c) that the organization of the competition will adhere to the regulations,
    d) accident insurance for all participants in connection with the itinerary,
    e) the opportunity for the mentors to inspect the working room and practical apparatus to be used for the practical tasks before the competition takes place,
    f) all necessary arrangements for the observance of safety regulations,
    g) the medals, certificates and prizes, which are presented at the official closing ceremony,
    h) a report on the competition to be distributed not later than six months after the competition.
  2. A meeting of the Steering Committee must be hosted in the organizing country at least five months prior to the IChO. The organizing country will provide some travel assistance.

§ 5 Financing

  1. The participating country covers the return travel costs of the students and the accompanying persons to the designated airport/station or to the location where the competition is held.
  2. Participating countries must pay a participation fee, the amount of which must be approved by the International Jury.
  3. All other costs incurred in connection with the organized program, including the costs of accommodation for all competitors and members of the International Jury, are covered by the organizer.
  4. The organizers of the next two consecutive Olympiads may send two observers to the current IChO with their expenses covered by the host as mentioned in § 5, section 3.

Institutions of the IChO

§ 6 International Jury

  1. The International Jury consists of its chair and members. The chair of the International Jury is nominated by the organizer. The members of the International Jury are the two mentors from the individual delegations and the chair of the Steering Committee (see § 8).
  2. The chair of the International Jury or his/her delegate calls and chairs the meetings of the International Jury concerning the current competition, while the business sessions concerning general problems of the IChO are chaired by the SC chair.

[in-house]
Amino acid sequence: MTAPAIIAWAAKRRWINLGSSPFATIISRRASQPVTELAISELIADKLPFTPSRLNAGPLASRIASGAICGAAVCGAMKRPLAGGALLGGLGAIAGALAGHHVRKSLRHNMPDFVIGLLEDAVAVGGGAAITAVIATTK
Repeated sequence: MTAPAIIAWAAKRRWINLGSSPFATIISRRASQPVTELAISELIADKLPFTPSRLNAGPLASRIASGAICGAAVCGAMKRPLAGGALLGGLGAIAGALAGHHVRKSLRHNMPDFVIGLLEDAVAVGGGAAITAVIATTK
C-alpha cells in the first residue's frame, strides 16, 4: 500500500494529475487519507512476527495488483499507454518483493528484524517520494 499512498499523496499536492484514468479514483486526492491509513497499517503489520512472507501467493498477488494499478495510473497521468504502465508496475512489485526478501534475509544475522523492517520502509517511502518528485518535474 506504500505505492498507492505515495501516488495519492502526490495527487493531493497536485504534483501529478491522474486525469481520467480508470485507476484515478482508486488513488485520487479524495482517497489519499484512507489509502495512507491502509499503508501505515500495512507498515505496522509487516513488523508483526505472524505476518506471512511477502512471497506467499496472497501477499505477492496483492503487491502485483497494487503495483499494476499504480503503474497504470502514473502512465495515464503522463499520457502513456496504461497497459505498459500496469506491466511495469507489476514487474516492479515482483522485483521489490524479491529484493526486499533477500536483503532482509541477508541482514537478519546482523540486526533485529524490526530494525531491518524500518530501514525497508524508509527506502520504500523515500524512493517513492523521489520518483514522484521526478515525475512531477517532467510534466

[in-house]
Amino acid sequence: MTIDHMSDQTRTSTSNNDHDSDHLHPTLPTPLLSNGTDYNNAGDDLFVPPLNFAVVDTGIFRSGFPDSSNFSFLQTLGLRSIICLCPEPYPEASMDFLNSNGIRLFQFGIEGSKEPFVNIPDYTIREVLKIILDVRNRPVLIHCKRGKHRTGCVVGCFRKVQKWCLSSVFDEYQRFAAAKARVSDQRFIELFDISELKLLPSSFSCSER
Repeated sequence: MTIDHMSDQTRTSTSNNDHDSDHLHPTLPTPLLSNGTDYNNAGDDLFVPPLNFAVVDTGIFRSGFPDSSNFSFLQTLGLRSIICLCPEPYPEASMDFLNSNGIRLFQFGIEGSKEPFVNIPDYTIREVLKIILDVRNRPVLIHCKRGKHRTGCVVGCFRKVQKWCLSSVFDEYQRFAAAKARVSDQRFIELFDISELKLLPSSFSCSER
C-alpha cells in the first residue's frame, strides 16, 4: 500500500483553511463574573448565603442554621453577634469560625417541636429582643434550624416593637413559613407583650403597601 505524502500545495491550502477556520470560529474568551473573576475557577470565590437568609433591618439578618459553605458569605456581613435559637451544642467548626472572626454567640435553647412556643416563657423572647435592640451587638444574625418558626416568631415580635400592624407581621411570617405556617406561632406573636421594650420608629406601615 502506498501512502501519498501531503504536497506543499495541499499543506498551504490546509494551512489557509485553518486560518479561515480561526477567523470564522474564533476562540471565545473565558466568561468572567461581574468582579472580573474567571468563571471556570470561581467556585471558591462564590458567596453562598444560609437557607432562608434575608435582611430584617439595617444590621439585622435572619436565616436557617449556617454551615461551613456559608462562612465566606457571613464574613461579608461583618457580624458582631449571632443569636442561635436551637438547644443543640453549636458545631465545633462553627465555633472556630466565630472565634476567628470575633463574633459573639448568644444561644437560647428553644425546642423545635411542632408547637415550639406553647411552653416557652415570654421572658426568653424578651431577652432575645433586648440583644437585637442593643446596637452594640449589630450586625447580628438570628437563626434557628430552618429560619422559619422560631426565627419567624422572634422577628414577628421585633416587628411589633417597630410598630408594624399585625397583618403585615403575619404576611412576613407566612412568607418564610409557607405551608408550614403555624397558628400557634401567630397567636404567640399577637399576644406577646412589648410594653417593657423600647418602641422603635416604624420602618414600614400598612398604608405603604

3. Resolutions of common International Jury sessions or its split sessions are passed by the International Jury when they are agreed by a simple majority of votes in the presence of at least 75% of the delegations. Each participating country has one vote. Changes in the regulations can only be made at the common sessions of the International Jury and require a qualified majority of two thirds of the votes. The chair has a casting vote in the event of a tie. The decisions of the International Jury are binding for both organizers and participants.
  4. The working language of the International Jury is English.

§ 7 Responsibilities of the International Jury

  1. The International Jury:
    a) is in charge of the actual competition and its supervision according to the regulations,
    b) discusses in advance the competition tasks presented by the organizer, their solutions and the marking guidelines, gives comments and takes decisions in case of changes,
    c) supervises the marking of the examination papers and guarantees that all participants are judged by equal criteria,
    d) determines the winners and decides on prizes for the competitors,
    e) monitors the competition and suggests changes to the regulations, organization and contents for future IChOs,
    f) makes decisions on the exclusion of a participant or an entire team from the competition (see also § 11, section 7),
    g) elects members of the Steering Committee of the IChO,
    h) may form working groups to solve specific chemistry related problems of the IChO.
  2. The members of the International Jury:
    a) are obliged to maintain a professional discretion about any relevant information they receive during the IChO and must not assist any participants,
    b) keep the marking and results secret until announced by the International Jury.

§ 8 Steering Committee

  1. The long term work involved in organizing the International Chemistry Olympiads is coordinated by the Steering Committee.